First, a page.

I grew up in North Dallas, close to a vast field of grass where LBJ now runs. In those days, it wasn’t uncommon to find fruit trees growing near creeks, which made finding a quick (free) afternoon snack a breeze. Most of the families in my neighborhood grew plums, persimmons, figs, and pears.
If the squirrels or kids didn’t pilfer them from the trees, my mother would harvest what was left and either can the fruit or create a pie, cobbler, or fresh fruit salad. I still remember the juice of a sweet, late-summer pear dripping down my arm. Even if I picked it early and there was still some snap to the bell-shaped fruit, the indulgence was always special. When September would roll around each year, my mother would slather homemade pear jam on a piece of toast or a waffle for breakfast, then pack one in my lunchbox to take with me to school.
As Dallas grew and landscape architects pulled up fruit trees, replacing them with less-messy designer trees, my mother bought late-season pears at the grocery store. Fast-forward to current day, and you don’t need me to tell you how many pear choices crowd the produce bins in local markets. High-end grocery stores are stocked with local or exotic pears from August through May.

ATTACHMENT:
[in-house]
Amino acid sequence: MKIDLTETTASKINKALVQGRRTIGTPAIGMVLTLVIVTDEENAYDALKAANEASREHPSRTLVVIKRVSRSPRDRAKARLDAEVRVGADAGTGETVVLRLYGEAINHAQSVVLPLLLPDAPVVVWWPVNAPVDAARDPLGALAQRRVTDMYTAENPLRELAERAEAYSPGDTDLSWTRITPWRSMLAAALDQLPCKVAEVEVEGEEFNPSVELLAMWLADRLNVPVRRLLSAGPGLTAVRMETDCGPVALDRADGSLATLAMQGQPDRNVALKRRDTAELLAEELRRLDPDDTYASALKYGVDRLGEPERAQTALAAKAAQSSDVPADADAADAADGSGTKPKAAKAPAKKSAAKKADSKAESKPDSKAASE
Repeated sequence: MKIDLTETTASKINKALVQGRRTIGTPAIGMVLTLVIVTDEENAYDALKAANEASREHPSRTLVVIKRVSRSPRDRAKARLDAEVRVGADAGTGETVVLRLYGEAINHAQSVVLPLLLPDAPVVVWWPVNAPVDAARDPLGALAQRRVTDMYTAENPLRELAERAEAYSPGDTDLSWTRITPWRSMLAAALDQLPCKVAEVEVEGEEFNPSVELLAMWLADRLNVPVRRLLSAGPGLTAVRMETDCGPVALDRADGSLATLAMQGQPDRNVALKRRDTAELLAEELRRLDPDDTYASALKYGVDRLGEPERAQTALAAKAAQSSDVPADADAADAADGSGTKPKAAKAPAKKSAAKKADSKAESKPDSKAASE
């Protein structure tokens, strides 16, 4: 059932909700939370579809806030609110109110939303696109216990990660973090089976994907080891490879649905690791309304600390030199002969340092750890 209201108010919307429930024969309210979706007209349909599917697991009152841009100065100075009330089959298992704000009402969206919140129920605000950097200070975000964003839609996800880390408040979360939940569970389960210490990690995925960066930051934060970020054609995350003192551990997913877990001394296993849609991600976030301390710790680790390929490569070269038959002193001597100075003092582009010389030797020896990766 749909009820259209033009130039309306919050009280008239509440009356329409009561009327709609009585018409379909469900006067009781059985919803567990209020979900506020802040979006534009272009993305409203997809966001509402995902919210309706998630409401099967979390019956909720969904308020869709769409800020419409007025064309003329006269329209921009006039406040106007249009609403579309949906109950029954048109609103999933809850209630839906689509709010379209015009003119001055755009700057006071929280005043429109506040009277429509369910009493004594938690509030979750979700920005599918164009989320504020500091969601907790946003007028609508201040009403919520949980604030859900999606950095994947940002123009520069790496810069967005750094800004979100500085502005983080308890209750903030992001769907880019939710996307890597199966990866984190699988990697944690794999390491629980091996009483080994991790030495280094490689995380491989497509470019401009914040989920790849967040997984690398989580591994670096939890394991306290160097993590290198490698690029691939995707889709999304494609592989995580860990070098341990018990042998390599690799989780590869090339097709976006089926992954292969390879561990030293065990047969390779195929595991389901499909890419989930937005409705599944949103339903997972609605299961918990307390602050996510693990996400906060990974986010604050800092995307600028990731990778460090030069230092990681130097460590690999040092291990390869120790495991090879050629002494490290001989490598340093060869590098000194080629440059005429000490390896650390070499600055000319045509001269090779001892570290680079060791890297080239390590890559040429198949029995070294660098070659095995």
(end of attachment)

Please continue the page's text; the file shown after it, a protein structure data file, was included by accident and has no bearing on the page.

Beyond their virtue as a delicious fruit, they also make pleasing home decor accessories. It’s tempting to select pears based solely on color and keep them in a bowl as a centerpiece. But pears stored at room temperature ripen fast. If a visual presentation is important to you, vary the varieties so you can use them for different purposes as they mature.